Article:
the manuscript obviously considered it necessary to identify the
roots/plants with names. I therefore used these single words to help
modify the EVA alphabet (shown below) based on the plant/root name
obtained from the subsequent translated Italian anagram. This
resulted for the most part in a usable correspondence between the VM
and English alphabets which when once established was used for
deciphering all subsequent anagrams. I quibble a little here for at this
time I have not been able to identify all the 21 letters of the VM Italian
alphabet (j,k,w,x, and y excluded). The letters H, Q, Z and a single T
have not been identified and there may also be some letter
combinations like that used for tl that need to be identified. The ll
combination may represent either one or two ls. Letters like o and a,
when they occur at the end of a word, have a tail and can easily be
confused with a g, which has a curved tail. Other letters like m,n,r and
u, when they occur at the end of a word have a curlicue. It is difficult
to interpret words that have a number of cs and es. These anagrams
are best solved by trial and error. The letters I used from the VM and
their English equivalent are shown in the table below:

Using this basic alphabet I have identified a number of plants, herbs


and vegetables from the herbal pages. I was not able to decipher all
the words, due no doubt to the fact that many of the plants around
500-plus years ago probably had common names that have since
fallen into disuse. In addition modification in the spelling of some
words may have occurred making it difficult for someone like myself,
who does not read or speak Italian, to decipher these words.

used an Internet site, Italian Anagram Dictionary, to help me

unscramble the words and translate the anagrams into English. The
book The Botanical Gardens of Padua 15451995(iv) helped identify some of the common names used for plants in
Italy in the 16th century. You can judge from the examples given

below, whether this Anagram Code has been successful deciphering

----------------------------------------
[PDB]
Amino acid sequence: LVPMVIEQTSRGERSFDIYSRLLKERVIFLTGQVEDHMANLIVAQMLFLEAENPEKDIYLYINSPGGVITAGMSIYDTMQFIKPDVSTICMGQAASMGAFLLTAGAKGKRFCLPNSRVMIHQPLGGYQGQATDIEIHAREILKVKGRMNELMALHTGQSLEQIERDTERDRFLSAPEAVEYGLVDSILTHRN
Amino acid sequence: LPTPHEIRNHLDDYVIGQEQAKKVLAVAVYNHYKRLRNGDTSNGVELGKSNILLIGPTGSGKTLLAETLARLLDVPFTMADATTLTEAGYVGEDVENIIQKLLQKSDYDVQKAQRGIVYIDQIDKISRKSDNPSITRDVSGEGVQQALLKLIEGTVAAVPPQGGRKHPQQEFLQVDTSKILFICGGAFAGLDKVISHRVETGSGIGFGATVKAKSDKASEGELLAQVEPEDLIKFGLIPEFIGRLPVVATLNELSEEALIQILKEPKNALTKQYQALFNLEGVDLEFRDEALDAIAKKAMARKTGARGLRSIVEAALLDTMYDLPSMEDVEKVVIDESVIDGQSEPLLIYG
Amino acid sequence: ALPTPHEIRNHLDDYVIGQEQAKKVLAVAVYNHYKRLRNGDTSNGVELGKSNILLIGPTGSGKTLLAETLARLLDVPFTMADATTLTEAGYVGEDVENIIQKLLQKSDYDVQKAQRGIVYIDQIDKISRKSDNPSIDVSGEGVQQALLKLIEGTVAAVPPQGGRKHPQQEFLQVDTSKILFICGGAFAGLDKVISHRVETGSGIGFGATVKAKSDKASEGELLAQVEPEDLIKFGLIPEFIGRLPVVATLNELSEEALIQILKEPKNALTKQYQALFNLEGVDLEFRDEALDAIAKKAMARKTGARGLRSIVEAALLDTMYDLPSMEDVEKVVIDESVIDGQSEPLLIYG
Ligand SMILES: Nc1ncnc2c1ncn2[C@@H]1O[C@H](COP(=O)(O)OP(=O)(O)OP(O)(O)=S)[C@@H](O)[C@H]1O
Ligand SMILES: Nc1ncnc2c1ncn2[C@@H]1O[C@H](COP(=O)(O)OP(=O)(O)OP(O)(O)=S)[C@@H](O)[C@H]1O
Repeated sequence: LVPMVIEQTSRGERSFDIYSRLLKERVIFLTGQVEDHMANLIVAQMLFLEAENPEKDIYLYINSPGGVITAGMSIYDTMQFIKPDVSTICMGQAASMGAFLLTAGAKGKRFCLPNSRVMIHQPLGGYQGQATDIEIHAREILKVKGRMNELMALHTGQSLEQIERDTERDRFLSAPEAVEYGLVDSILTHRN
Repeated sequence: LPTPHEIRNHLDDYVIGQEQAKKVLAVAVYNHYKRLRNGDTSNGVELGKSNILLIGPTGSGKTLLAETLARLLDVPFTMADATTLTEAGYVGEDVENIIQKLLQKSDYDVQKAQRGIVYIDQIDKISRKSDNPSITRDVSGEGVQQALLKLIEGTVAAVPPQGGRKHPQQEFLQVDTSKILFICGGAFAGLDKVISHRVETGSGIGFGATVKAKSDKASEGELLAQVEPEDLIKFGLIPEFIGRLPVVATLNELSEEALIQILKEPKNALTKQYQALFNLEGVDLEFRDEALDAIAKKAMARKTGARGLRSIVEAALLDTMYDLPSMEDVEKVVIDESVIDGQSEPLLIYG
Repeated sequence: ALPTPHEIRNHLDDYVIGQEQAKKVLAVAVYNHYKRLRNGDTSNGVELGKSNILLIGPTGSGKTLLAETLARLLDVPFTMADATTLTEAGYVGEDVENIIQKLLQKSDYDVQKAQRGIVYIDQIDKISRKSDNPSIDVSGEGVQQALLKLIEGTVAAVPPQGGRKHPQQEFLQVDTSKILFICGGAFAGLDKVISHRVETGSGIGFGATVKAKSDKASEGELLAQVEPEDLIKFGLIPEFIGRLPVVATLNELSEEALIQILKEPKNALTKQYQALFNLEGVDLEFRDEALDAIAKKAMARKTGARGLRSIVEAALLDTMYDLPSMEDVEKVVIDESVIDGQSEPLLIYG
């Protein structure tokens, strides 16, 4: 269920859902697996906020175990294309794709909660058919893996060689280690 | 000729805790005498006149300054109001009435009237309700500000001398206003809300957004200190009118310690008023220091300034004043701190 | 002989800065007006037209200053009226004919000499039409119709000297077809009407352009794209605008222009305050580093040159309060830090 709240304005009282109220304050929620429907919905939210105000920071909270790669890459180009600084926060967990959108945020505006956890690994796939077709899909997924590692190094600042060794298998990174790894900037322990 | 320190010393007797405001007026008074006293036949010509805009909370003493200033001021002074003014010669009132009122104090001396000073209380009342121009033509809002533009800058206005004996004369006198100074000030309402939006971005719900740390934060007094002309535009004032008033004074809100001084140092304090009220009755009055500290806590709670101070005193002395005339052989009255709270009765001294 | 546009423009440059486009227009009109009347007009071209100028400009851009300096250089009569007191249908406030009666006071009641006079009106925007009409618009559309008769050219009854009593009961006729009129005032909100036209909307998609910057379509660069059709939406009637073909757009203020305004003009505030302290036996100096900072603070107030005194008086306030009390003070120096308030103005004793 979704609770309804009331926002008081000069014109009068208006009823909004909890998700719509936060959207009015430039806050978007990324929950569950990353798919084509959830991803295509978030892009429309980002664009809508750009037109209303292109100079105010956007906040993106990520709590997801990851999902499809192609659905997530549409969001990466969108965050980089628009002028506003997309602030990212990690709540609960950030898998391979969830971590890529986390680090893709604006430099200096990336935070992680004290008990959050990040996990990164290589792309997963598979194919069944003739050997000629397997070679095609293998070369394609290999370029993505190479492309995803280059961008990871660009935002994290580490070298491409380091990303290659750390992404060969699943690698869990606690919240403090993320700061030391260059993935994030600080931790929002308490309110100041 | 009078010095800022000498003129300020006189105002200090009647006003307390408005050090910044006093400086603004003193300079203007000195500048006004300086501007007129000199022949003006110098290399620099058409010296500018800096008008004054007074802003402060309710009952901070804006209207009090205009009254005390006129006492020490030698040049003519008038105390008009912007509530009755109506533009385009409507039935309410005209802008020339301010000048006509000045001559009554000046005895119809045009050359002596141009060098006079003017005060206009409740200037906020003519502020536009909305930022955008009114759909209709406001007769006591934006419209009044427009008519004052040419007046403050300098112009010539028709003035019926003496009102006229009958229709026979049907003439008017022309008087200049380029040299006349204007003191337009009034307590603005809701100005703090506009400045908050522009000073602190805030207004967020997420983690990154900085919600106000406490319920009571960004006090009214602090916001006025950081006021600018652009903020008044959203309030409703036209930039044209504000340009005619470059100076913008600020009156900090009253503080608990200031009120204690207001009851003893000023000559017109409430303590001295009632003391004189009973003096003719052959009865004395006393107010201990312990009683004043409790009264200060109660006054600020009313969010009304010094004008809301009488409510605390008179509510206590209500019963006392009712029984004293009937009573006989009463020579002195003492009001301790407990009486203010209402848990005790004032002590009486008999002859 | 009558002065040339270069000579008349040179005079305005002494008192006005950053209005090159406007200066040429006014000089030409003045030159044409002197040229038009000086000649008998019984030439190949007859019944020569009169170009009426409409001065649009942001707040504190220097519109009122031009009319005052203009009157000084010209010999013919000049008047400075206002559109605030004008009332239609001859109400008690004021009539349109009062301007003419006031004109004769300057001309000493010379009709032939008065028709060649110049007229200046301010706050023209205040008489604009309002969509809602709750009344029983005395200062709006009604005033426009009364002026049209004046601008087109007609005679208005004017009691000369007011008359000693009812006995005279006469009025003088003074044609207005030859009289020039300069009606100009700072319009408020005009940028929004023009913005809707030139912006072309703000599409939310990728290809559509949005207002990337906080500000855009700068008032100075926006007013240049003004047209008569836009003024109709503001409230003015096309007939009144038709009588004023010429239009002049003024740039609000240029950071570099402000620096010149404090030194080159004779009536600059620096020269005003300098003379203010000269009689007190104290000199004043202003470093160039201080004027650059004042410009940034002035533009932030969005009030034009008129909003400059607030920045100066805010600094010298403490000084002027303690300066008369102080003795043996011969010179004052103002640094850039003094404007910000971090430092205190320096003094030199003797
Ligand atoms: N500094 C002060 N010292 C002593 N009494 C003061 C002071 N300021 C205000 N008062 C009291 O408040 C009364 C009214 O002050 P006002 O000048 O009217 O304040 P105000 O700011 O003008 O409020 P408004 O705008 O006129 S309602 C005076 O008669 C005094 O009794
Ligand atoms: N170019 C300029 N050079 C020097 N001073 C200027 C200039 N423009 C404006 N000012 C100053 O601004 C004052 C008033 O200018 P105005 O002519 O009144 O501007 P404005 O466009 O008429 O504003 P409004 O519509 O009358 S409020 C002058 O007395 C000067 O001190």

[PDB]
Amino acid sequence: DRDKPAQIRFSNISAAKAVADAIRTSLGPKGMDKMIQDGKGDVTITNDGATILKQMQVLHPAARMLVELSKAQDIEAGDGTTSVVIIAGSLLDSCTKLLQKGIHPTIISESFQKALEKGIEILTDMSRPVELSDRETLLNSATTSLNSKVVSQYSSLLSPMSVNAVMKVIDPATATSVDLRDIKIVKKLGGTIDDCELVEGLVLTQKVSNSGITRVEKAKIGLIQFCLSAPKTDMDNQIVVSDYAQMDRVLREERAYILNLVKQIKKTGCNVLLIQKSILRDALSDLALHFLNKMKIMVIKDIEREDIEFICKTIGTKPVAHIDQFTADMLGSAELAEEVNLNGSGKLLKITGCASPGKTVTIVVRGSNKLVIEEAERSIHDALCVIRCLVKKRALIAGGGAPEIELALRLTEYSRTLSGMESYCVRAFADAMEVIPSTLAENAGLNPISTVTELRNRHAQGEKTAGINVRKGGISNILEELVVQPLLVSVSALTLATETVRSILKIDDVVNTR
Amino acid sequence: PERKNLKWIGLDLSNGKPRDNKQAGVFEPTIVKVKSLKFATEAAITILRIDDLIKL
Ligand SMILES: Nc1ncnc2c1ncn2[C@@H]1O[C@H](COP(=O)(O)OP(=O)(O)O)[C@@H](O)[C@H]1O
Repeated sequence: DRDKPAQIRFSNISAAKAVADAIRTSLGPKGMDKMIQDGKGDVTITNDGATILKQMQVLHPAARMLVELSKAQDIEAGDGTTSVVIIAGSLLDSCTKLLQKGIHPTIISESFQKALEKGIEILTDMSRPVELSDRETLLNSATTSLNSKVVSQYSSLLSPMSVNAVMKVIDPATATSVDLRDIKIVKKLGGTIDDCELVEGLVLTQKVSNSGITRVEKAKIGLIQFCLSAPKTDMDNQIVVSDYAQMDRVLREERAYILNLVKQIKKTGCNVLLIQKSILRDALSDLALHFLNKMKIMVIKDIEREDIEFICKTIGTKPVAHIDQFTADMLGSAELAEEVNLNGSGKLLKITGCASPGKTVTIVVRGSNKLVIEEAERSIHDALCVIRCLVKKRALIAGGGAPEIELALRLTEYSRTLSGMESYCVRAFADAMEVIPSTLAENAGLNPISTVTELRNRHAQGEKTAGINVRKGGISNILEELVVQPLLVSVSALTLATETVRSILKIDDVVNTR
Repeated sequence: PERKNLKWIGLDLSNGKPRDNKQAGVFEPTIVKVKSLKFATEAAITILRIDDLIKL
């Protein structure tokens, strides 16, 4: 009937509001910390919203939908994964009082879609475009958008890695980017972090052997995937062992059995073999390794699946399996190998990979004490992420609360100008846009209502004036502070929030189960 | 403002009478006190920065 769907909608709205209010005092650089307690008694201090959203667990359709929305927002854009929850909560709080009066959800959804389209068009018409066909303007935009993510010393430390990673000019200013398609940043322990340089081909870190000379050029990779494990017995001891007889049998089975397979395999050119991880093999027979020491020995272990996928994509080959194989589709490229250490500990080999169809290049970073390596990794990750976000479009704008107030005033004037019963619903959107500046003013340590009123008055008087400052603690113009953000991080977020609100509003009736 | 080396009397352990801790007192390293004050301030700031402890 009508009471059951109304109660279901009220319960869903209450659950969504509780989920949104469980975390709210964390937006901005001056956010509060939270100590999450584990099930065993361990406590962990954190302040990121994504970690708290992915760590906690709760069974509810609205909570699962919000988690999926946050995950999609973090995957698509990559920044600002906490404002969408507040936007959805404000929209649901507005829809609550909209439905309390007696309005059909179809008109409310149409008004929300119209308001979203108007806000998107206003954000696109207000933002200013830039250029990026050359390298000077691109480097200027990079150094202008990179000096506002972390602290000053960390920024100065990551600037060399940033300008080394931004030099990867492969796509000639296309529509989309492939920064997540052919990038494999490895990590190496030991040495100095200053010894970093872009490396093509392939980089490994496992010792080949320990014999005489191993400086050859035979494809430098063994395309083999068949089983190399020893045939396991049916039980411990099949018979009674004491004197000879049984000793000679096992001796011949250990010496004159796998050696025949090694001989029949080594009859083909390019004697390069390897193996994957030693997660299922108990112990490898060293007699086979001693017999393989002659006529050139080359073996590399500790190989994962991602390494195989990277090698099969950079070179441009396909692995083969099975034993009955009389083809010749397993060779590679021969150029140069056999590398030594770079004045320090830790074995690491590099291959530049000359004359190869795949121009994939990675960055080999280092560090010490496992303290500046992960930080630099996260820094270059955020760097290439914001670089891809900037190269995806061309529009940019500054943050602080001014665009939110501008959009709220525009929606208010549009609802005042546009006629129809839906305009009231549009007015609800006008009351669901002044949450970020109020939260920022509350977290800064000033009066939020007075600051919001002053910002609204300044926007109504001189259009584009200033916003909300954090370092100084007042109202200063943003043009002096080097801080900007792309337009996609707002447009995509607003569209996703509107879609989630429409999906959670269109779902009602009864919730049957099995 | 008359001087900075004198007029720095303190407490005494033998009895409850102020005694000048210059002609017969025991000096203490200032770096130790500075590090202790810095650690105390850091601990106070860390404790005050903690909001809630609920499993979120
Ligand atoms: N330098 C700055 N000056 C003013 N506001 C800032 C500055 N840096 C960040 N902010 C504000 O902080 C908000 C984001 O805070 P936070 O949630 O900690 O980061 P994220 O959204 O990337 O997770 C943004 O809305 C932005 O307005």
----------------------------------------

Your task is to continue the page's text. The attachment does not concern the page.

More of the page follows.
this limited selection from the Voynich Manuscript. I hope some of you
who read medieval Italian will help decipher more of the manuscript so
we can finally learn the mysteries, if any, that this manuscript is
hiding.

hen I gave this manuscript a final reading, I suddenly

remembered that Dan Brown in his book The Da Vinci Code made use
of anagrams. It will be ironic if Leonardo da Vinci is established as the
author of the Voynich Manuscript and it is accepted that he used
anagrams for his code. I doubt however that the Voynich Manuscript
will have much to say about Mary Magdelene or the Priory of Sion, but
that remains to be seen.

he pages that follow contain sections of the Voynich Manuscript

with words that have been decoded using the anagram method. The
first line of typed text above the Voynich handwritten text is the
modern English interpretation of the letters. The second line is an
Italian anagram of these letters. The third line is the anagram
translated into English.

I.
II.
III.
IV.

backKennedy, G. and Churchill, R., 2006, The Voynich


Manuscript, Inner Traditions, Rochester Vermont, p.243.
backibid p.245.
backRichter, J.P., 1970, The Notebooks of Leonardo da Vinci,
vol I, Dover Publications, New York, p.1-4.
backEd. Minelli, A., Marsilio, 1995, p. 207-241.

Folio 99r Top Section

Folio 99r Second Section

Folio 99r Third Section

Folio 99r Bottom Section

From Folio 88r Top Section

From Folio 88v Top Left Section

From Folio 88v Top Left Section

From Folio 88v Second Left Section

From Folio 88v Bottom Right Section

From Folio 88v Bottom Left and Top Middle Sections

From Folio 102r

From Folio 102r